Cover photo for Caroline Steinman Nunan “Carrie”'s Obituary
Caroline Steinman Nunan “Carrie” Profile Photo

Caroline Steinman Nunan “Carrie”

d. July 25, 2010

Caroline Steinman Nunan “Carrie,” 85, of Lancaster passed away Sunday, July 25, 2010 at the Dartmouth Hitchcock Medical Center in Lebanon, NH. Born in Lancaster, she was the daughter of the late James Hale and Louise Tinsley Steinman. She was a graduate of the Shippen School for Girls in Lancaster, the Greenwood School in Maryland and the Katherine Gibbs School in New York.

Carrie was a director of Steinman Enterprises, which includes Lancaster Newspapers Inc., owner of the Intelligencer Journal/Lancaster New Era, Sunday News, Lancaster Farming and Lancaster County Weeklies.

Other Steinman Enterprises with which she was involved are the Intelligencer Printing Co., Delmarva Broadcasting Co., with radio stations in Delaware and Maryland, and Steinman Park Restaurant Inc. She was a partner in Steinman Development Co., owner of coal and gas lands in Virginia and Pennsylvania.

Carrie was also the chairwoman of the James Hale Steinman Foundation, a private foundation created in December 1951 for the purpose of providing grants to tax-exempt nonprofit organizations, primarily those serving the citizens of Lancaster County.

At the time of her death, Carrie was a trustee emeritus of Franklin & Marshall College, a board member of the Lancaster Summer Arts Festival and a director of the Heritage Center of Lancaster County.

Carrie is widely credited with helping to shape a thriving cultural climate here through her tireless volunteerism, generous charitable giving and remarkable fundraising capabilities.

She was a founder and past president of the Lancaster Summer Arts Festival, the free festival of visual and performing arts that has grown in popularity since its inception in 1963. She was also a founding member of the Pennsylvania Academy of Music and received the nonprofit cultural landmark’s “Director’s Award” in 1993.

Carrie supported arts programs for young people as well. She contributed to the Fulton Opera House’s Youtheatre program, which provides programs for at-risk, disabled and disadvantaged teens. In 2005 she helped bring the Classical Music for Urban Kids program to the Crispus Attucks auditorium during the Summer Arts Festival. In April of this year, Carrie received the “Outstanding Leadership and Service in Arts for Youth Award” from Gov. Ed Rendell.

Carrie’s legendary philanthropic efforts extended far beyond the arts, into historic preservation, public health, education and the environment.

She was a life member of the Lancaster County Conservancy and was given the conservancy’s Partnership Award, its most prestigious honor, in 1999. That same year, Franklin & Marshall College named its campus, which is a designated arboretum, the Caroline Steinman Nunan Arboretum at Franklin & Marshall College.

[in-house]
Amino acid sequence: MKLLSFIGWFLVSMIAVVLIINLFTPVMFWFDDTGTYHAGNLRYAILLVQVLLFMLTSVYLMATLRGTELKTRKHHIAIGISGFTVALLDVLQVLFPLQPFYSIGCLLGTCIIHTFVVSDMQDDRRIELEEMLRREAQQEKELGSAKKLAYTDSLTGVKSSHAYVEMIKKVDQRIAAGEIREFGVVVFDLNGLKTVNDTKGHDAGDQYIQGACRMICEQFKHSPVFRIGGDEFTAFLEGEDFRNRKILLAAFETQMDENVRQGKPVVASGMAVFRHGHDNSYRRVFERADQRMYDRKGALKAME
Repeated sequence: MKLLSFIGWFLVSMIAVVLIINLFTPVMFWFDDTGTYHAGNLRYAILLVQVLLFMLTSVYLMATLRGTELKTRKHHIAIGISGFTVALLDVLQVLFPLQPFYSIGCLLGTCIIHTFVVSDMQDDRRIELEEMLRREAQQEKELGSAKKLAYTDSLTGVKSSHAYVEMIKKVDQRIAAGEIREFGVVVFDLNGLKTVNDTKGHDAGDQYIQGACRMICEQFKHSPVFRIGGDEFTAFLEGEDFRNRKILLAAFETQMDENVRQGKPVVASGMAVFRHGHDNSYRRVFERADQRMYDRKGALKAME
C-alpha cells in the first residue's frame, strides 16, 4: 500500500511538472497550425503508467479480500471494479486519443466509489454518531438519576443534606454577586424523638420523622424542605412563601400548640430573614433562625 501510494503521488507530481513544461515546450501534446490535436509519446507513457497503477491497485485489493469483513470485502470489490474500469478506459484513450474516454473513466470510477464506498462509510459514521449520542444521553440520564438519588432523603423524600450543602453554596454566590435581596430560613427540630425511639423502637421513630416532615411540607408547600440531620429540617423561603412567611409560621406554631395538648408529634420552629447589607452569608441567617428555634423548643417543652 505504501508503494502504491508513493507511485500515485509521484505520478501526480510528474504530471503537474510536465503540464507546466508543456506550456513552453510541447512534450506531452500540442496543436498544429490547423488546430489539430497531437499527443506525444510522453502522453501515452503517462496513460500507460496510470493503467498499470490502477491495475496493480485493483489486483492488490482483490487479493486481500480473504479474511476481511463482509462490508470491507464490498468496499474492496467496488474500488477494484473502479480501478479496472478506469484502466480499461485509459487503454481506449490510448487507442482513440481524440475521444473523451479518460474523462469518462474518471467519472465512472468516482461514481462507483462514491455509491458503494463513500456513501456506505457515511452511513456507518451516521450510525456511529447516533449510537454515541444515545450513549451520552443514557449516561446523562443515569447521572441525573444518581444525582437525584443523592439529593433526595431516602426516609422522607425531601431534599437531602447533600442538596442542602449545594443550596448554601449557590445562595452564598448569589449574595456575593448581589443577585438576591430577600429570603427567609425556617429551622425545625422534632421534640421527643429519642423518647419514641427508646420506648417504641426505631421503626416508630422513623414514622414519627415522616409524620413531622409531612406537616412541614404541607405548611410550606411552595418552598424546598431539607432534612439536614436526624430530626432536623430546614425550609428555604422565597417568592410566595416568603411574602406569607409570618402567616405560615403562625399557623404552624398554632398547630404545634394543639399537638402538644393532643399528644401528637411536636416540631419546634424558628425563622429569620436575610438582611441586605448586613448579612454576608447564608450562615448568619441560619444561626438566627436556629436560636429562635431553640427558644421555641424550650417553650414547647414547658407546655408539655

Carrie’s numerous board memberships included the American Red Cross, which she served for 15 years as a Gray Lady volunteer at Lancaster General Hospital. She also served on the boards of the Demuth Foundation, Fulton Bank, where she was the first woman director, Planned Parenthood of the Susquehanna Valley, Hospice of Lancaster County, Lancaster Country Day School and Lancaster Symphony Orchestra. She was a past trustee of Lancaster General Hospital.

Carrie was named a “Distinguished Daughter of Pennsylvania” and received the “Red Rose City of Lancaster Award” from Mayor Albert Wohlsen in 1979.

A charter member of the Rock Ford Foundation, the organization that rescued the home of Colonial war hero Gen. Edward Hand, she was also a member of the Lancaster Farmland Trust’s “Founders Society.”

A supporter of scouting, Carrie won an honorary lifetime membership to the Penn Laurel Girl Scout Council, and in 1996 was awarded the “Distinguished Citizen Award” by the Pennsylvania Dutch Council Boy Scouts of America.

In 1983 she received the “Service to Mankind Award” from the Sertoma Club, and in 1998, the John A. Jarvis Medal for Distinguished Service from the Lancaster Country Day School.

Carrie was awarded the honorary degree of Doctor of Humane Letters from F&M in 2003. It was an historic occasion, as she was the only daughter of an honorary degree recipient to be honored similarly in her own right. In May of 2009, she received an honorary degree from the Pennsylvania College of Art and Design and, in 2010, won the honorary alumnus award from Thaddeus Stevens College of Technology.

She and her sister, Beverly R. “Peggy” Steinman, were inducted into the Central Penn Business Hall of Fame in 2008 and received the Benjamin Franklin Award for Excellence from the Pennsylvania Newspaper Association in 2009.

She is survived by one sister, Beverly R. “Peggy” Steinman, of Lancaster; two daughters, Caroline Nunan Hill, of Lancaster and Louise Nunan Taylor, wife of William Punch Taylor III of Norwich, Vt.; and three grandchildren, Jennifer Louise Taylor, Elizabeth Duncan Taylor and Thomas Hale Hill. Nunan was preceded in death by a sister, Louise Steinman Ansberry, who died in March of 2008 at the age of 85.

A funeral service will be held at St. James Episcopal Church, corner of Duke St. and Orange St., Lancaster, PA on Friday, July 30, 2010 at 1:00 PM. Private interment will be held at the convenience of the family in Woodward Hill Cemetery.

If you wish, instead of flowers, please send a contribution to your favorite charity.
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